Cetoscarus bicolor
Source: JJPhoto.dk
Cetoscarus bicolor
Source: JJPhoto.dk

Facts

Latin name Cetoscarus bicolor - (Rüppell, 1829)
Common name Bicolour parrotfish
Family Scaridae - Cetoscarus
Origin East Indian Ocean, West Indian Ocean, Australia, The Red Sea, Indonesia, East Pacific, Central/West Pacific
Max length 90.0 cm (35.4")

As aquarium fish

Minimum volume 5000 l (1319 gal)
Hardiness Average
Suitable for aquarium Not suitable for home aquarium
Reef safe Not reef safe
Aggressiveness Unknown

Food

Mostly
  • Large polyp stone coral (LPS)
  • Small polyp stone coral (SPS)
Recommended
  • Microalgea (Eg. spirulina)
  • Macroalgea (Eg. seaweed / nori)

Demand a very large aquarium when fully grown

This species needs a very large aquarium when fully grown.

Exactly how big the aquarium should be is hard to say, but the size of this species is such, that it cannot normally be kept in a home aquarium.

Heavy load

This species eats a great deal and demands an aquarium that can tolerate such a heavy load.

Requires plenty of space for swimming.

This species revels in swimming and requires an aquarium with ample space.

Hermaphroditic

This species can change gender from female to male.

When a male is needed, a female changes sex and takes on the role.

Effective algae-eaters

This species can eat large amounts of algae (relative to their size) from rocks, like green hair algae and filamentous algae.

As it doesn’t eat every algae type, in case of a specific algae plague, find out more precise information.

Description

Full grown males are blue green with pink markings.

Family description (Scaridae)

Parrotfish (Scaridae) are effective algae eaters for the reef, but some species will also live off rock corals.
Many of these fish will grow too big for most domestic aquaria, although there are some exceptions.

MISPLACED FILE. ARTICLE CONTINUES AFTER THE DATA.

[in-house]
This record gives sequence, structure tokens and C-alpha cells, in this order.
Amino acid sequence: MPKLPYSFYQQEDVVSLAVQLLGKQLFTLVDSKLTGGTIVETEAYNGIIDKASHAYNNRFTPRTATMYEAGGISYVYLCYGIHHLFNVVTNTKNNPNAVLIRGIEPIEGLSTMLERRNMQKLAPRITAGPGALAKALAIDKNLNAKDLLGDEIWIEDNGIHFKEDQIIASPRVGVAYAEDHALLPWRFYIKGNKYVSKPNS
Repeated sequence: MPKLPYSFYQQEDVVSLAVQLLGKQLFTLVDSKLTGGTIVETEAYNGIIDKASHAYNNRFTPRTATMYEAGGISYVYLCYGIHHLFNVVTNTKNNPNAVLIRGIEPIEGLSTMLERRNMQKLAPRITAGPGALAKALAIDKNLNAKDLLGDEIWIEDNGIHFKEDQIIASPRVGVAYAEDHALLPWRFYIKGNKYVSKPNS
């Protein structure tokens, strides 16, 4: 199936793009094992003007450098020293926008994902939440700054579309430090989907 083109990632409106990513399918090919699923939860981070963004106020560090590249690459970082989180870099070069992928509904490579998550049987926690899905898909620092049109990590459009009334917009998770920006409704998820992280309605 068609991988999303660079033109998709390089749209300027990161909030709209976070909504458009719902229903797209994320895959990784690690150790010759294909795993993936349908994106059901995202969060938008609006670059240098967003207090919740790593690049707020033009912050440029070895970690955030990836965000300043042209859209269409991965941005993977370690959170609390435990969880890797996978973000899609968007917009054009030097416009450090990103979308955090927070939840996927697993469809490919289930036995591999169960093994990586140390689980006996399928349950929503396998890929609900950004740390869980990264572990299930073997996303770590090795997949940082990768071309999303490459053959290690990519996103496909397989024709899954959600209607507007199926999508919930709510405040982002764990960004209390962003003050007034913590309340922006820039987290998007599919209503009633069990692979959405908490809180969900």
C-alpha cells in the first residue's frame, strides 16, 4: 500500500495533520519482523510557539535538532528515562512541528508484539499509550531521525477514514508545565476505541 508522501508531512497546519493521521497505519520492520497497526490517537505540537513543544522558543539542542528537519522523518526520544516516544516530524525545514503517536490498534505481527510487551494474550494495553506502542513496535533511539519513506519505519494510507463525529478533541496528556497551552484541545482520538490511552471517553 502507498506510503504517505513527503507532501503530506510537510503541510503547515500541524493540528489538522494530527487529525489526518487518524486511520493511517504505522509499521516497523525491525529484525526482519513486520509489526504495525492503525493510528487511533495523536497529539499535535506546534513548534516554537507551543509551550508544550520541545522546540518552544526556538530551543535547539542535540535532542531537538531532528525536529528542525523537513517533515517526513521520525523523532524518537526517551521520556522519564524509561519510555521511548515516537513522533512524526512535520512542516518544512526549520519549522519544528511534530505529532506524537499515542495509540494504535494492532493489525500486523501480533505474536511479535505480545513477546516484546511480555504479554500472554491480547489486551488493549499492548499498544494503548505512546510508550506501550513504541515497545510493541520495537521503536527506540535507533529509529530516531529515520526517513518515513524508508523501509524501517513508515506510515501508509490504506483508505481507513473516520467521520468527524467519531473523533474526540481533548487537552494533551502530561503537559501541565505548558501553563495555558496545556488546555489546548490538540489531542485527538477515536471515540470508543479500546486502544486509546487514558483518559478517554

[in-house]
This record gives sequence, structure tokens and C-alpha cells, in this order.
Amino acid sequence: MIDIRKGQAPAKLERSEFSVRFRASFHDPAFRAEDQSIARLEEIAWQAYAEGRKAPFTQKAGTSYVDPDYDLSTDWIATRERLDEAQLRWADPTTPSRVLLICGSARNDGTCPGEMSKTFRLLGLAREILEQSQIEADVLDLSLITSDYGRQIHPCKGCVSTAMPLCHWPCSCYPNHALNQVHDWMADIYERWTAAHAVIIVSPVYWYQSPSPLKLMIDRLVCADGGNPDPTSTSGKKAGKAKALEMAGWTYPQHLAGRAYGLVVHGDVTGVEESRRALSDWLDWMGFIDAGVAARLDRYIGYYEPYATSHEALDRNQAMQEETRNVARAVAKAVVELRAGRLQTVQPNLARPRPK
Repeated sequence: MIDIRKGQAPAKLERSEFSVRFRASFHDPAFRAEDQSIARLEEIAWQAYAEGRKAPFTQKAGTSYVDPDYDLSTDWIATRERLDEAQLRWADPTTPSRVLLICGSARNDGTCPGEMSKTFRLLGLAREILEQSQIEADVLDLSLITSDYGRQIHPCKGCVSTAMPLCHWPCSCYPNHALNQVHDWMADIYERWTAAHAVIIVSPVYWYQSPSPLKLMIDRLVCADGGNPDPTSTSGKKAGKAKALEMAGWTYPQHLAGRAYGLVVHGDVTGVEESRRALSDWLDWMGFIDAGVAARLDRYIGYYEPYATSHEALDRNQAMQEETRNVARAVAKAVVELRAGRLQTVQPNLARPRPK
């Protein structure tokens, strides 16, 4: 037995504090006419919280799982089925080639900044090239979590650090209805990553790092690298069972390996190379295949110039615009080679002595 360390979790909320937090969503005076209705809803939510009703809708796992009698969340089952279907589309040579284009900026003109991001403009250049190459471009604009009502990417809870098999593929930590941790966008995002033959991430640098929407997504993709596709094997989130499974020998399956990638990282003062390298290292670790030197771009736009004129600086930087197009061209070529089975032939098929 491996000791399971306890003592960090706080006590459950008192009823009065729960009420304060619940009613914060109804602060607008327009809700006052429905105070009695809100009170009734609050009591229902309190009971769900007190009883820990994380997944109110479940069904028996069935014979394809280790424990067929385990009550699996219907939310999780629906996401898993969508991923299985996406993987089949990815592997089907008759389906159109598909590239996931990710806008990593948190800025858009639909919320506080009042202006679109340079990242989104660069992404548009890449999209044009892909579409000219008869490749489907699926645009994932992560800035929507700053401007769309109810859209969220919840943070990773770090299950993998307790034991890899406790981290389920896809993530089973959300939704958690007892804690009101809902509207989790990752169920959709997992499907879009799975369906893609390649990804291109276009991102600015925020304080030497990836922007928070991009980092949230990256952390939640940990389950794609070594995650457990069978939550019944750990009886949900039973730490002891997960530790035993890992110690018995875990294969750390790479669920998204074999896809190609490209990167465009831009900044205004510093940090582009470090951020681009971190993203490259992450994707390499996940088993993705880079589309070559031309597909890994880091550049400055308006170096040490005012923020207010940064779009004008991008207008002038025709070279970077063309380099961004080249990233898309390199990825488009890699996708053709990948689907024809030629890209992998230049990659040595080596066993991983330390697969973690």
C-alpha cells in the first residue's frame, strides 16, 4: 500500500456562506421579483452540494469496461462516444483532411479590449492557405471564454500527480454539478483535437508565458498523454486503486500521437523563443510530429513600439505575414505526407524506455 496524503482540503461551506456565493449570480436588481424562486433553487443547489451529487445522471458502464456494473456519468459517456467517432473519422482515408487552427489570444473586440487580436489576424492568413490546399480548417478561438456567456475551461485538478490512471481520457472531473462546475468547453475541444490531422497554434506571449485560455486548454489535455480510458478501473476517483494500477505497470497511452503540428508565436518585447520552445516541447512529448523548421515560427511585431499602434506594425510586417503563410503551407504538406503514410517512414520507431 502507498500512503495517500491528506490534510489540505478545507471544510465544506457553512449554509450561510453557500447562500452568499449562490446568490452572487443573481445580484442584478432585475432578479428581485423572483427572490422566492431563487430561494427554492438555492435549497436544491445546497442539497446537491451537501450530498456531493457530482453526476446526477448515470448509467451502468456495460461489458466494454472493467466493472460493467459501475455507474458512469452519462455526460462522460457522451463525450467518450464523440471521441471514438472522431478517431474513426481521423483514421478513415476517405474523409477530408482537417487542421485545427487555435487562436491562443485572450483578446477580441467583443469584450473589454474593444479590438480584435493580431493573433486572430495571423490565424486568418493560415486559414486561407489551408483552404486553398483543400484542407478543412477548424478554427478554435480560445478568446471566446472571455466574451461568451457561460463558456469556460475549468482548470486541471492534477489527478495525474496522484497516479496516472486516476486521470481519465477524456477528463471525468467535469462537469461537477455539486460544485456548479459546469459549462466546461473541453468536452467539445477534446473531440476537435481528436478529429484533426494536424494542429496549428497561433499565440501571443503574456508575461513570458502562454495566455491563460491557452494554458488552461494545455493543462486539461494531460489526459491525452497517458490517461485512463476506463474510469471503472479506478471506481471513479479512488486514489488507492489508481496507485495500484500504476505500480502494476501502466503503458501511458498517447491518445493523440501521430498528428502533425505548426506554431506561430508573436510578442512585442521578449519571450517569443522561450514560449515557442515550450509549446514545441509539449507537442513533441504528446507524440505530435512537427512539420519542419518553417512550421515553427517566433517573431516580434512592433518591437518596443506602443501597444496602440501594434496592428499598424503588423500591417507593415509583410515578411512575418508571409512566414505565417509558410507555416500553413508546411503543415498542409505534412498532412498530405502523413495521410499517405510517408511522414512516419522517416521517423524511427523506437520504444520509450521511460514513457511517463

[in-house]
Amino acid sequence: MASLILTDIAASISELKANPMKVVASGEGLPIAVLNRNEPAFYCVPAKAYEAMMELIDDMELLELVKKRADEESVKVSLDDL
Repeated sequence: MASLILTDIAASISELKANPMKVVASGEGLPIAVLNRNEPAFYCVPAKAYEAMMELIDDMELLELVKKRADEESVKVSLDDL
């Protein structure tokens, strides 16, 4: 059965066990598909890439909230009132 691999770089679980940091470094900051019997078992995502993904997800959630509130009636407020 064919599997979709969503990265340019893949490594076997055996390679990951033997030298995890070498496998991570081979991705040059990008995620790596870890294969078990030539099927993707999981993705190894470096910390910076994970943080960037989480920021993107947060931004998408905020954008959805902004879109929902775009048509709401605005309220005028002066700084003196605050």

Parrotfish will generally eat a lot and often, which must be taken into account.
It is an advantage to have lots of algae in the aquarium which they can graze on. 

These fish will sleep in a mucus cocoon between stones. 

The species most often seen in tanks is Scarus quoyi, which is suitable for coral aquaria. It does have a large appetite, so the aquarium must have good filtration. 

FishBase

Aquarium trade Yes
Distribution Indo-Pacific: Red Sea to the Tuamoto Islands, north to the Izu Island, south to the southern Great Barrier Reef.
English common names Two-colour parrotfish, Bicolor parrotfish, Bicolour parrotfish, Red-speckled parrotfish
Danish common names Tofarvet papegøjefisk
French common names Perroquet bicolore

References and further reading

About references

Bob Fenner. Parrotfishes, Family Scaridae - Wet Web Media - (English)
Scott W. Michael. 2009. Wrasses and Parrotfishes (Reef Fishes Series Book 5) - TFH Publications / Microcosm Ltd. - (English)
Joshua Wiegert. Parrotfish: Good or Bad for the Hobby? - Tropical Fish Hobbyist - (English)

Froese, R. and D. Pauly. Editors. 2014. FishBase. World Wide Web electronic publication. www.fishbase.org, version (08/2014).

Tags

hermaphroditic, algae eater, parrot
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